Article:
This was System Of A Down’s explosive introduction to the world at large: crunching riffs, sinuous shapes, kombucha mushroom people and all. Korn had already given ’90s metal a much-needed shot in the arm and 1998 was the year nu-metal went mainstream, but, while there were plenty of uninspired chancers just looking to follow the leaders, SOAD were very much their own beast. Serj’s acrobatic vocals were leagues away from the standard monochrome bark and the same can be said from the ever-shifting patterns, Armenian folk motifs and those cartoonish squalls and flourishes that guitarist Daron Malakian once memorably described to Kerrang! as ‘quacky’. System never sounded quite so raw and heavy as they did on their debut, and songs like Sugar and Suite-Pee would remain all-time greats… but there was still better to come.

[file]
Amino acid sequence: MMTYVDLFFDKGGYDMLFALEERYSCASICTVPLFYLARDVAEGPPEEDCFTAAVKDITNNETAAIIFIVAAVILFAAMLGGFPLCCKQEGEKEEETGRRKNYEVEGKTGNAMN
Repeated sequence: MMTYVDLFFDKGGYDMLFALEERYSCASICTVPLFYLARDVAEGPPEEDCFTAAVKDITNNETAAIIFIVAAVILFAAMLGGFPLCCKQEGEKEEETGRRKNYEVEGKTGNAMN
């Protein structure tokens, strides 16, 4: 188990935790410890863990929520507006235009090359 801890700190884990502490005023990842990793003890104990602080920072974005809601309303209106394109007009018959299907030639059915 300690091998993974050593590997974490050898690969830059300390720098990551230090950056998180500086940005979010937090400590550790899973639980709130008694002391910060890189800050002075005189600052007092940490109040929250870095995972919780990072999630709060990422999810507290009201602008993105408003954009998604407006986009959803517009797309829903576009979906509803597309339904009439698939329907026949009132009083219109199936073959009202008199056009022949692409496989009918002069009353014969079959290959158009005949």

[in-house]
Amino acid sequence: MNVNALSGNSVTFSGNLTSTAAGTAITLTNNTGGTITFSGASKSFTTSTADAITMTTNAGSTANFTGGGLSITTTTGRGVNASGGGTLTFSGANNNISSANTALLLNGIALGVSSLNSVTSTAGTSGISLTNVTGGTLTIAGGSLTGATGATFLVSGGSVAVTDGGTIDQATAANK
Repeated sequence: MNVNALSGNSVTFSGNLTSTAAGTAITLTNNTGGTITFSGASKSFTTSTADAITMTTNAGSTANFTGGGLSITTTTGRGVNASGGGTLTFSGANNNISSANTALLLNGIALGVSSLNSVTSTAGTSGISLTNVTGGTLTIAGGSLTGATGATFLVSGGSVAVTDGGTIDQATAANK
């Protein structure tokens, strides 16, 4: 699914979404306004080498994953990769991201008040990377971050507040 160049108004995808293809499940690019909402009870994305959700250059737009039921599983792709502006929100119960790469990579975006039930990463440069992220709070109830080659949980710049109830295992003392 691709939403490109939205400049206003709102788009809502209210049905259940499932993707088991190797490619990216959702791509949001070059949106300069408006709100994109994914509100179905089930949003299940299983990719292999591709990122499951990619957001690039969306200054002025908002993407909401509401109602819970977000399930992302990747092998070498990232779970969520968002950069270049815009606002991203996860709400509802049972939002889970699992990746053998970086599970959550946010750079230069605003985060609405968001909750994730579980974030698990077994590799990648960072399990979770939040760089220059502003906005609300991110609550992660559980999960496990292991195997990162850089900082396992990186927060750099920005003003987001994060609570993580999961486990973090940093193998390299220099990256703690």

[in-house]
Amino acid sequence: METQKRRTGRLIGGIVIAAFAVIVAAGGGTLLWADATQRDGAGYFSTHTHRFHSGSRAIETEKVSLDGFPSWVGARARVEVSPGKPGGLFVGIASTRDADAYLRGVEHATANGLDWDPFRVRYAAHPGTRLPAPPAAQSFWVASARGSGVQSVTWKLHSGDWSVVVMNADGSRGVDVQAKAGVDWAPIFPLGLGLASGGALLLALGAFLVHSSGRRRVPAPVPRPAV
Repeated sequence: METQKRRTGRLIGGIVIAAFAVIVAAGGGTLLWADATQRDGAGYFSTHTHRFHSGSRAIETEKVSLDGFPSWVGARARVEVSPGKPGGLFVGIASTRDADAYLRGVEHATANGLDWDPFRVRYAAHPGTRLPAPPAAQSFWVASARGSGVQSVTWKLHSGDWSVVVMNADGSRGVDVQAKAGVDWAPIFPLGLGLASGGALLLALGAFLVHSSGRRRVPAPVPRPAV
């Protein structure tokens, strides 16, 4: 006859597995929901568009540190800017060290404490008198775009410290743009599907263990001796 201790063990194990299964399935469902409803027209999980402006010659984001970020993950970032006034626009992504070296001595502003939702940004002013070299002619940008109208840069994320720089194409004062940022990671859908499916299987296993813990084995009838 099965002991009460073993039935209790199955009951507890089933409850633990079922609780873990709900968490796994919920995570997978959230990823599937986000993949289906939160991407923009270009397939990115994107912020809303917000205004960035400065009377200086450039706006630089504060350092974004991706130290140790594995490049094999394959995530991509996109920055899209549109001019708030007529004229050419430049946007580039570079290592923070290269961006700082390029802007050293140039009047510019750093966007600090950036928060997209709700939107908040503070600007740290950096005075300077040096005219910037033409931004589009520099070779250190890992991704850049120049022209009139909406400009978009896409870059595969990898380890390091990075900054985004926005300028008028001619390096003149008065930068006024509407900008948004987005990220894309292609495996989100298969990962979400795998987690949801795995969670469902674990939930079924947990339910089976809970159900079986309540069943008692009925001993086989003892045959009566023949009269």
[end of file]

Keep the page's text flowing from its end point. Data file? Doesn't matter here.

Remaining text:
1Toxicity (2001)

Yes, it’s the obvious choice but we’re not going to be contrary just for the sake of it. The self-titled debut was heavier and Steal This Album! was quirkier, but Toxicity took everything that was great about System Of A Down and moulded it into a compact, near-perfect beast of an album. Opener Prison Song remains a sharp and focused burst of anger, driven by those crunching riffs and a barrage of statistics; the lyrics more direct and utilitarian than the oblique dadaism of the debut. There’s still a streak of dark poetry running through Toxicity though and, unlike LA’s other great political dissidents Rage Against The Machine, a surreal sense of humour. There was also a sense that the music could go anywhere, from the anthemic crunch of Chop Suey! to the eerie sway of Aerials and the hidden track Arto, featuring traditional instruments and a guest appearance from folk and jazz multi-instrumentalist Arto Tunçboyacıyan. Twenty years on it still sounds as fresh, exciting and – sadly when it comes to the politics – as relevant as ever.